Opponents of a new Florida law that makes it harder for public schools in the state to hire Chinese students and collaborate with Chinese institutions protest on March 26 in Gainesville, where the University of Florida is located. Photo: Asian American Scholar Forum

A user from Shanghai who received an offer from the University of Florida said he was opting to attend Pennsylvania State University instead, while a woman who was accepted by the same Gainesville-based university said she was vacillating between deferring or rejecting a PhD offer from the school’s College of Design, Construction and Planning.

Another said he was forgoing coming to the United States altogether, after deciding to decline a PhD offer in mathematics from Florida Atlantic University. The user, who hails from Guangzhou, noted that he had already deferred his admissions once because of the political uncertainty and no longer “dares to come”.

According to Peng Xiong, a physics professor at Florida State University, the new law came up frequently in recent interviews with faculty candidates, particularly for those wanting to pursue physics and quantum science.

“It’s undoubtedly one of the top concerns of our faculty candidates who originally came from China,” he said.

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The law, designated SB 846 by the state legislature, and the resulting guidance do not discriminate between academic disciplines that are related to national security and those that are not. In 2021, DeSantis began citing national security concerns to justify anti-Chinese influence laws.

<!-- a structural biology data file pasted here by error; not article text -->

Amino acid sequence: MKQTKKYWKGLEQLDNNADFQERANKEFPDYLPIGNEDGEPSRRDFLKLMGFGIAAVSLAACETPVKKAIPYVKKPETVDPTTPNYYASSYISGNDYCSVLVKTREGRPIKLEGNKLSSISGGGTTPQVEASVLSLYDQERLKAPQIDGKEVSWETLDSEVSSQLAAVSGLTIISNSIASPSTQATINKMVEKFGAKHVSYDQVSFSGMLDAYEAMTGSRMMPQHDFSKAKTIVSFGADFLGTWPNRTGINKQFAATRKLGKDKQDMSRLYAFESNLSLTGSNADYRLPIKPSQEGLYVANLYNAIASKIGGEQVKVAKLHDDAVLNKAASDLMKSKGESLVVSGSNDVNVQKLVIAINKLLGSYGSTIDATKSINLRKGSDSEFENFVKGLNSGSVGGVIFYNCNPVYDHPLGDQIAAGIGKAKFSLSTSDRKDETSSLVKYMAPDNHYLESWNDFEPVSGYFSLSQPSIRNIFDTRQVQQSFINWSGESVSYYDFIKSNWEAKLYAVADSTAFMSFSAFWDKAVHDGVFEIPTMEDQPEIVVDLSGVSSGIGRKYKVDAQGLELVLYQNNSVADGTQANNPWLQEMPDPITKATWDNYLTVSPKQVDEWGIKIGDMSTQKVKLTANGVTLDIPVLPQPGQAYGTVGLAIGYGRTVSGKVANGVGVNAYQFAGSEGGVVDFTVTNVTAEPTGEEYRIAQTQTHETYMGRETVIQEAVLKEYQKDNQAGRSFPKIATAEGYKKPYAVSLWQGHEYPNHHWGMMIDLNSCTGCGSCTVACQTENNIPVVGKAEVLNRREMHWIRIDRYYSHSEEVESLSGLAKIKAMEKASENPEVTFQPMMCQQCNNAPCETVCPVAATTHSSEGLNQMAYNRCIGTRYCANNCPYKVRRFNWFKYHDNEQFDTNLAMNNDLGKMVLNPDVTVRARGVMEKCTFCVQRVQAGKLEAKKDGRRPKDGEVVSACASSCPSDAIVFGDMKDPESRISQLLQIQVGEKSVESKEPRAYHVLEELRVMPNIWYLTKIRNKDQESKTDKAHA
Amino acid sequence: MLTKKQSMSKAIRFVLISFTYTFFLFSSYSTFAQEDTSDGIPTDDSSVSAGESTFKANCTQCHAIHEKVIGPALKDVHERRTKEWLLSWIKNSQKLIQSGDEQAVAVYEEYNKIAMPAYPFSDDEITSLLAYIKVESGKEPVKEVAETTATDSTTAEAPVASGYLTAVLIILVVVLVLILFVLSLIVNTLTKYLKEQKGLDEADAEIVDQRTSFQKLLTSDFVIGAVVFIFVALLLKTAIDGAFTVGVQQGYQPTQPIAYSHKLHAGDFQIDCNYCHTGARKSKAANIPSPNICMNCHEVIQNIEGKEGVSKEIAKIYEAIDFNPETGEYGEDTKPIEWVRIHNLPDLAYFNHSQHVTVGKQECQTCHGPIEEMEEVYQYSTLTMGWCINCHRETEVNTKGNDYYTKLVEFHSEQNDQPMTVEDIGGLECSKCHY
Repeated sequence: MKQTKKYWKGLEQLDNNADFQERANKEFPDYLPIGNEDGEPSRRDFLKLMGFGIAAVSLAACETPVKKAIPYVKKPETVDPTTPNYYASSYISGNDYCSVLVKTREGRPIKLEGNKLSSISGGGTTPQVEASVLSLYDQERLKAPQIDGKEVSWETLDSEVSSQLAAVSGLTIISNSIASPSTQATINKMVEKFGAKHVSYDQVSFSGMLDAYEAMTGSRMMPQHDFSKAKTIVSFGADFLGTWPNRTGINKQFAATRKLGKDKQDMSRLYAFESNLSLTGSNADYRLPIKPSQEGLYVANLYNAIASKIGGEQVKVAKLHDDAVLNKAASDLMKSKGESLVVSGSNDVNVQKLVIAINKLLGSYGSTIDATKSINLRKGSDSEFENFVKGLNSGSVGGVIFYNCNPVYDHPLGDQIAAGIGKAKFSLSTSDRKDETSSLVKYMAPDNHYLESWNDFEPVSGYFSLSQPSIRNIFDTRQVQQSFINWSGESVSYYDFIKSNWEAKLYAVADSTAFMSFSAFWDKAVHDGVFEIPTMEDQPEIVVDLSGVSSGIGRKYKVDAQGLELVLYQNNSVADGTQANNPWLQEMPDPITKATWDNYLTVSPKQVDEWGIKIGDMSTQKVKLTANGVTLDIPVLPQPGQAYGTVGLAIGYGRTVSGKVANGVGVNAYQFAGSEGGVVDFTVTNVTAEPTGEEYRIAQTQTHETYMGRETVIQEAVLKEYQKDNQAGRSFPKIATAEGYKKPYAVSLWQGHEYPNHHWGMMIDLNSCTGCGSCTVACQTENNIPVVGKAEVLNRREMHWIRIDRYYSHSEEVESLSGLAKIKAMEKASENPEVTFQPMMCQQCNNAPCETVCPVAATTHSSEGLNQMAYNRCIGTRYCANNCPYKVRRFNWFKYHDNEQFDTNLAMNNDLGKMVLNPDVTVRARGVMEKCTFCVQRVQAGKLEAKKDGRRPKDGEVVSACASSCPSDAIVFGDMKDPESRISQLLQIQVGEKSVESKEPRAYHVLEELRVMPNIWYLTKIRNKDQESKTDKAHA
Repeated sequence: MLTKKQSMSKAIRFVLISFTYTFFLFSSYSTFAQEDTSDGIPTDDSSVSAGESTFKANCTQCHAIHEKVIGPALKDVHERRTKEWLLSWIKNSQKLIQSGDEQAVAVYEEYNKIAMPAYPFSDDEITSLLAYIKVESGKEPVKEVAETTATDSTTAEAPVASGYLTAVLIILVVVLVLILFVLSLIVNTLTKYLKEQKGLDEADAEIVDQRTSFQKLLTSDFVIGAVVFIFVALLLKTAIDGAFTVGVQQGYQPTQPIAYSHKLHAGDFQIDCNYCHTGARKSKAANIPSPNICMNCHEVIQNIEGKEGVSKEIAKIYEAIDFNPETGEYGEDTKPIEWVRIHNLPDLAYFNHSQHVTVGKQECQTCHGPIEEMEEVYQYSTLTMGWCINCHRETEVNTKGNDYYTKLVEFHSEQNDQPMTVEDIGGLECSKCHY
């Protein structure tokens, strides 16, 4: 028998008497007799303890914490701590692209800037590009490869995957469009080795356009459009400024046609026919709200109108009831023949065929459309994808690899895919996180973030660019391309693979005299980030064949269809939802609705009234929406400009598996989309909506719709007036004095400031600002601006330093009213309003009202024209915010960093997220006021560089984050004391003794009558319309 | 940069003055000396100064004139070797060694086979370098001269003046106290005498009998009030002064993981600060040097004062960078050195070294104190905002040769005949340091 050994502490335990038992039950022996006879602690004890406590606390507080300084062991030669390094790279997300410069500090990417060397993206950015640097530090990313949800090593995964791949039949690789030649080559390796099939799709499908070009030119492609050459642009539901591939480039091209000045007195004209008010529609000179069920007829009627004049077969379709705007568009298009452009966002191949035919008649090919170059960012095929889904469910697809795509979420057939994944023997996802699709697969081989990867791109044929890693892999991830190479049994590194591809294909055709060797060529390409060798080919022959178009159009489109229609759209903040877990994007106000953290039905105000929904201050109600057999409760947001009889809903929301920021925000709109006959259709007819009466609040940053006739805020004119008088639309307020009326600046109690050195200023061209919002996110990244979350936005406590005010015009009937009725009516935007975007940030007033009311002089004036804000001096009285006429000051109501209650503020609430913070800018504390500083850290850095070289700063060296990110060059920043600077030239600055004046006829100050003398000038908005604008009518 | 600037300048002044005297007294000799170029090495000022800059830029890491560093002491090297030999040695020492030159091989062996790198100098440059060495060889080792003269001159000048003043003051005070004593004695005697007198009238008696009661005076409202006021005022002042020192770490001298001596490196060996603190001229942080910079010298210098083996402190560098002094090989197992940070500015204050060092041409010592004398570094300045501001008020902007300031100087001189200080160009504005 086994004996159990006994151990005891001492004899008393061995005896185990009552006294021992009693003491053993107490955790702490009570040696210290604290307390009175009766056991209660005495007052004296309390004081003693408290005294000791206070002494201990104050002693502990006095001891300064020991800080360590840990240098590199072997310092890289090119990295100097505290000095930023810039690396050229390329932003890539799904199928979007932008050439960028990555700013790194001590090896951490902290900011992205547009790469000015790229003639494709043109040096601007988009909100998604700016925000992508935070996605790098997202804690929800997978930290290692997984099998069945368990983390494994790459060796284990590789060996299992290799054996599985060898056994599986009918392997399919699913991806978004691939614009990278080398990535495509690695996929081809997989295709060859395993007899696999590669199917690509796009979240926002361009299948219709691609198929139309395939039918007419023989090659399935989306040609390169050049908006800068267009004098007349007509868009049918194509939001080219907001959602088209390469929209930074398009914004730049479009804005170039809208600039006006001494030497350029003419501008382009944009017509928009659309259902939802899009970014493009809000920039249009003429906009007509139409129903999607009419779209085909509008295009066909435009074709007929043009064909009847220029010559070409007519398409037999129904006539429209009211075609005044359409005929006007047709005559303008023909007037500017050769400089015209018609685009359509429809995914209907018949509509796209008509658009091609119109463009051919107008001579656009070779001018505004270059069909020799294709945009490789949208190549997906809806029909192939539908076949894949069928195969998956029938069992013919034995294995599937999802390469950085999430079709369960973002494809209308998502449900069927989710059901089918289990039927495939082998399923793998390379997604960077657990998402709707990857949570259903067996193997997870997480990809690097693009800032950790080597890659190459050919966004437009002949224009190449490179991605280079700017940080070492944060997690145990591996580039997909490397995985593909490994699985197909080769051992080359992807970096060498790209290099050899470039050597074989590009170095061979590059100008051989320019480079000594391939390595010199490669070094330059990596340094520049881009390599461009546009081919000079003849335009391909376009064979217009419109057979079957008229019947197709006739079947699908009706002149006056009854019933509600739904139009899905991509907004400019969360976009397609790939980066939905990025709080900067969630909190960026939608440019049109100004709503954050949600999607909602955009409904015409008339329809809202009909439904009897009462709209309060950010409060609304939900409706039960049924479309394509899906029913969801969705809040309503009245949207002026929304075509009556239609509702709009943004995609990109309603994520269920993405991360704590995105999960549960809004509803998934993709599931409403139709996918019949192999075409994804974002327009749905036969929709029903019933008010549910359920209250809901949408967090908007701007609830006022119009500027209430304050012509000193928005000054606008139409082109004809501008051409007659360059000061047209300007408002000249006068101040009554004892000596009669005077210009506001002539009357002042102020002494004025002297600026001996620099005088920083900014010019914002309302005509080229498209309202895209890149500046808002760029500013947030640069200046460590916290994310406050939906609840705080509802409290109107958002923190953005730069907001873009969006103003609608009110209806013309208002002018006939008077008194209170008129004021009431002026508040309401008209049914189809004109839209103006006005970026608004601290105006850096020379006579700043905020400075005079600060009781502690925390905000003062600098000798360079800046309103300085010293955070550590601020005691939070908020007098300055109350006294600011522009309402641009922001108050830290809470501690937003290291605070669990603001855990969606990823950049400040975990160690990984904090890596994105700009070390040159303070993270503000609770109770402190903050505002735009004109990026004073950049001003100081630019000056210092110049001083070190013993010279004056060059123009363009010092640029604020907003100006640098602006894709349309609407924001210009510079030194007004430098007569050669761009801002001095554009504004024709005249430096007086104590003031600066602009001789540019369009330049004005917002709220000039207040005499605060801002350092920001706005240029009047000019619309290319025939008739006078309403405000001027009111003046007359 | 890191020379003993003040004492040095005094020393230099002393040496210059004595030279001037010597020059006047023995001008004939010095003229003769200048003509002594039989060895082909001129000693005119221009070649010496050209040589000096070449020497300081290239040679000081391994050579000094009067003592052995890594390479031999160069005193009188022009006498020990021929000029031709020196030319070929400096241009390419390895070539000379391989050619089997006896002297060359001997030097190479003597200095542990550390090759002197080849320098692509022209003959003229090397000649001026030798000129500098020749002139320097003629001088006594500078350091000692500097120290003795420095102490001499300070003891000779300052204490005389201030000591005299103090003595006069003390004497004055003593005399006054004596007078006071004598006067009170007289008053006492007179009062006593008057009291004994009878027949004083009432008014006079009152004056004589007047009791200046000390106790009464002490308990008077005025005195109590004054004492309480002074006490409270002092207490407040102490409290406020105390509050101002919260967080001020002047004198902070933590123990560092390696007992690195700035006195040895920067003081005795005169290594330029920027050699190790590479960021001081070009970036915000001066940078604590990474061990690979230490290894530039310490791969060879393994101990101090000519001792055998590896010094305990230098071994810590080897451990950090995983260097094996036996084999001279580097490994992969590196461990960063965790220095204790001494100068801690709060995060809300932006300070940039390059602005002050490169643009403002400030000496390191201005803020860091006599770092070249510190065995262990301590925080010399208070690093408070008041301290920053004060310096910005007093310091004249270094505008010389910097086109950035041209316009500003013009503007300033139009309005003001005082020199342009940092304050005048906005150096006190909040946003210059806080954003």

“Make no mistake – China is a hostile foreign power, and every governor has the responsibility to protect their education system, and every other entity within their purview, from the espionage and commercial theft undertaken by the Chinese Communist Party,” he said at the time.

Last year, DeSantis said his anti-Chinese influence efforts provided a “blueprint for other states to do the same”.

And according to political observers in the state, the governor may double down on his education policies. David McDonald, a political science professor at the University of Florida, said that “being an education ‘culture warrior’” was a “perceived strength of his when conservative activists helped push critical race theory and anti-trans rhetoric and policies onto the political agenda”.

Some Chinese students say they have decided not to attend graduate school in Florida as a result of the law. Pictured is the University of Florida in Gainesville. Photo: Getty Images

Last month, two graduate students at Florida International University and a University of Florida professor filed a lawsuit against members of Florida’s department of education and state university system’s board of governors.

The students, Zhipeng Yin and Zhen Guo, said the law has forced them to put their studies on hold. The professor, Zhengfei Guan, said it has slowed his publishing productivity and prevented him from recruiting the most qualified postdoctoral candidates. Guan claimed that one such candidate from China accepted a competing offer outside of Florida due to delays in processing their application.

The lawsuit alleges that SB 846 usurps the power of the federal government, which has exclusive authority over immigration, national security and foreign affairs.